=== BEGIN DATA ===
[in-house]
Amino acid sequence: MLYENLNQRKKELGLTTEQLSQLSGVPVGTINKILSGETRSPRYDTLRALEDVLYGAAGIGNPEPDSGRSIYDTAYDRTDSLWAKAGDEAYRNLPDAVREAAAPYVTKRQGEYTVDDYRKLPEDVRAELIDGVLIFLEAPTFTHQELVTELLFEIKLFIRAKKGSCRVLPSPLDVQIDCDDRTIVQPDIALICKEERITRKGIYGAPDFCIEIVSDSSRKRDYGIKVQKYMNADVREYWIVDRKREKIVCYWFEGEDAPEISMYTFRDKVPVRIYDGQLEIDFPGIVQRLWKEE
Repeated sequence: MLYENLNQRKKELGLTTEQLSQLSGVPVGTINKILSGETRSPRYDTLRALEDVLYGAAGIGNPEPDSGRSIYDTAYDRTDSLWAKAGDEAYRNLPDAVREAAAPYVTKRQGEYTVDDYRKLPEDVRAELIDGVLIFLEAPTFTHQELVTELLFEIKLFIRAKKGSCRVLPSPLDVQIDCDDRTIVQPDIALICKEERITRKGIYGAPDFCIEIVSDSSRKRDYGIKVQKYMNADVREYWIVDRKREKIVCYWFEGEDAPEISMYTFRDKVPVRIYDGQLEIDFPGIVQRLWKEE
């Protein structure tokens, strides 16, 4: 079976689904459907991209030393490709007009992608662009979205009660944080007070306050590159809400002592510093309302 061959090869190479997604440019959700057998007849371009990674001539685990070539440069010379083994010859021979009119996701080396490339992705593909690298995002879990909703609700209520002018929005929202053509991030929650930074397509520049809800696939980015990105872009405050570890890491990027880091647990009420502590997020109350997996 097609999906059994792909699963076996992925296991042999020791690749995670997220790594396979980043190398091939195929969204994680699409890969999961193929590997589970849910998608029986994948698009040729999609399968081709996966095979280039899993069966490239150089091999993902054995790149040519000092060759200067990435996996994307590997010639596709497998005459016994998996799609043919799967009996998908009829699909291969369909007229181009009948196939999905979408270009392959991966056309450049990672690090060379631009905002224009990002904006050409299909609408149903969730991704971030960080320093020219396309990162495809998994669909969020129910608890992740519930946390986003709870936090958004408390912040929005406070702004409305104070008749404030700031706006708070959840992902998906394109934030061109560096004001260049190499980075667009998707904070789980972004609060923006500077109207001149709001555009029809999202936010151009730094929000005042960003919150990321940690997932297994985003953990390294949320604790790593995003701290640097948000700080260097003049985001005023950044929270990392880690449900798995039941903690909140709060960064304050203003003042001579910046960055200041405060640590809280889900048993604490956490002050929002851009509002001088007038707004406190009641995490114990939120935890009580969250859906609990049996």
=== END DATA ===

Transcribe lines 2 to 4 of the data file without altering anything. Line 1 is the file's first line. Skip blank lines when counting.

Amino acid sequence: MLYENLNQRKKELGLTTEQLSQLSGVPVGTINKILSGETRSPRYDTLRALEDVLYGAAGIGNPEPDSGRSIYDTAYDRTDSLWAKAGDEAYRNLPDAVREAAAPYVTKRQGEYTVDDYRKLPEDVRAELIDGVLIFLEAPTFTHQELVTELLFEIKLFIRAKKGSCRVLPSPLDVQIDCDDRTIVQPDIALICKEERITRKGIYGAPDFCIEIVSDSSRKRDYGIKVQKYMNADVREYWIVDRKREKIVCYWFEGEDAPEISMYTFRDKVPVRIYDGQLEIDFPGIVQRLWKEE
Repeated sequence: MLYENLNQRKKELGLTTEQLSQLSGVPVGTINKILSGETRSPRYDTLRALEDVLYGAAGIGNPEPDSGRSIYDTAYDRTDSLWAKAGDEAYRNLPDAVREAAAPYVTKRQGEYTVDDYRKLPEDVRAELIDGVLIFLEAPTFTHQELVTELLFEIKLFIRAKKGSCRVLPSPLDVQIDCDDRTIVQPDIALICKEERITRKGIYGAPDFCIEIVSDSSRKRDYGIKVQKYMNADVREYWIVDRKREKIVCYWFEGEDAPEISMYTFRDKVPVRIYDGQLEIDFPGIVQRLWKEE
């Protein structure tokens, strides 16, 4: 079976689904459907991209030393490709007009992608662009979205009660944080007070306050590159809400002592510093309302 061959090869190479997604440019959700057998007849371009990674001539685990070539440069010379083994010859021979009119996701080396490339992705593909690298995002879990909703609700209520002018929005929202053509991030929650930074397509520049809800696939980015990105872009405050570890890491990027880091647990009420502590997020109350997996 097609999906059994792909699963076996992925296991042999020791690749995670997220790594396979980043190398091939195929969204994680699409890969999961193929590997589970849910998608029986994948698009040729999609399968081709996966095979280039899993069966490239150089091999993902054995790149040519000092060759200067990435996996994307590997010639596709497998005459016994998996799609043919799967009996998908009829699909291969369909007229181009009948196939999905979408270009392959991966056309450049990672690090060379631009905002224009990002904006050409299909609408149903969730991704971030960080320093020219396309990162495809998994669909969020129910608890992740519930946390986003709870936090958004408390912040929005406070702004409305104070008749404030700031706006708070959840992902998906394109934030061109560096004001260049190499980075667009998707904070789980972004609060923006500077109207001149709001555009029809999202936010151009730094929000005042960003919150990321940690997932297994985003953990390294949320604790790593995003701290640097948000700080260097003049985001005023950044929270990392880690449900798995039941903690909140709060960064304050203003003042001579910046960055200041405060640590809280889900048993604490956490002050929002851009509002001088007038707004406190009641995490114990939120935890009580969250859906609990049996």